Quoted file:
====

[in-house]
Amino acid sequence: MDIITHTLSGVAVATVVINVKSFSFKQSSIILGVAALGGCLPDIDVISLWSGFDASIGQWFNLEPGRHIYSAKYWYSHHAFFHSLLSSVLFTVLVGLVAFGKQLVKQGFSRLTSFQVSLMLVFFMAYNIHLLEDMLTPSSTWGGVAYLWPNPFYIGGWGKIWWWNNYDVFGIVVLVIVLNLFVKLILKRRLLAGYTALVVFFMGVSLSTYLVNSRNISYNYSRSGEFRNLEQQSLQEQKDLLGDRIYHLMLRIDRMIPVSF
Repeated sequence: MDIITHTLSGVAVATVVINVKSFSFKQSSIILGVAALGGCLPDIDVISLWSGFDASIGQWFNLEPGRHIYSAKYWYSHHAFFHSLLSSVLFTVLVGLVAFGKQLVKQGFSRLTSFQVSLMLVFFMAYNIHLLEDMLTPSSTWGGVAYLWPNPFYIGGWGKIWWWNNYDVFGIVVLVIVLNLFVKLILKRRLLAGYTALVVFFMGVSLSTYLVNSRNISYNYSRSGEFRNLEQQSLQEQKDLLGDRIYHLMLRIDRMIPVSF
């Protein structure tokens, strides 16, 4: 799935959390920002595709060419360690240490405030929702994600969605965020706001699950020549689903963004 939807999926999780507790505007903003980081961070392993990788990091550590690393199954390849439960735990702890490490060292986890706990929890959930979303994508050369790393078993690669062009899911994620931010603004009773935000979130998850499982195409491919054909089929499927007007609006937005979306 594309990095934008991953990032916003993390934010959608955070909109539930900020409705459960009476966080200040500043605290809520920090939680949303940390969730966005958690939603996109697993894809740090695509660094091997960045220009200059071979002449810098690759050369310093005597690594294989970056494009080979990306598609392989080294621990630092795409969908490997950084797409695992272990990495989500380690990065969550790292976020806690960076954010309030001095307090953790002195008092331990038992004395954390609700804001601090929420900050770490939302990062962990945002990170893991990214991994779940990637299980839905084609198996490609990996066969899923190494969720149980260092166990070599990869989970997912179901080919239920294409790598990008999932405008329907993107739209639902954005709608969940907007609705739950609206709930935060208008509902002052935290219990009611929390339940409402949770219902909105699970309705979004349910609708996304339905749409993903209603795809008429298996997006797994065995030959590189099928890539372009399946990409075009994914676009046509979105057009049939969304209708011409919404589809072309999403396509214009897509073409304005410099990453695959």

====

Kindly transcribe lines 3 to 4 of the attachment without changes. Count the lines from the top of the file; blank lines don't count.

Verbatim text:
Repeated sequence: MDIITHTLSGVAVATVVINVKSFSFKQSSIILGVAALGGCLPDIDVISLWSGFDASIGQWFNLEPGRHIYSAKYWYSHHAFFHSLLSSVLFTVLVGLVAFGKQLVKQGFSRLTSFQVSLMLVFFMAYNIHLLEDMLTPSSTWGGVAYLWPNPFYIGGWGKIWWWNNYDVFGIVVLVIVLNLFVKLILKRRLLAGYTALVVFFMGVSLSTYLVNSRNISYNYSRSGEFRNLEQQSLQEQKDLLGDRIYHLMLRIDRMIPVSF
């Protein structure tokens, strides 16, 4: 799935959390920002595709060419360690240490405030929702994600969605965020706001699950020549689903963004 939807999926999780507790505007903003980081961070392993990788990091550590690393199954390849439960735990702890490490060292986890706990929890959930979303994508050369790393078993690669062009899911994620931010603004009773935000979130998850499982195409491919054909089929499927007007609006937005979306 594309990095934008991953990032916003993390934010959608955070909109539930900020409705459960009476966080200040500043605290809520920090939680949303940390969730966005958690939603996109697993894809740090695509660094091997960045220009200059071979002449810098690759050369310093005597690594294989970056494009080979990306598609392989080294621990630092795409969908490997950084797409695992272990990495989500380690990065969550790292976020806690960076954010309030001095307090953790002195008092331990038992004395954390609700804001601090929420900050770490939302990062962990945002990170893991990214991994779940990637299980839905084609198996490609990996066969899923190494969720149980260092166990070599990869989970997912179901080919239920294409790598990008999932405008329907993107739209639902954005709608969940907007609705739950609206709930935060208008509902002052935290219990009611929390339940409402949770219902909105699970309705979004349910609708996304339905749409993903209603795809008429298996997006797994065995030959590189099928890539372009399946990409075009994914676009046509979105057009049939969304209708011409919404589809072309999403396509214009897509073409304005410099990453695959």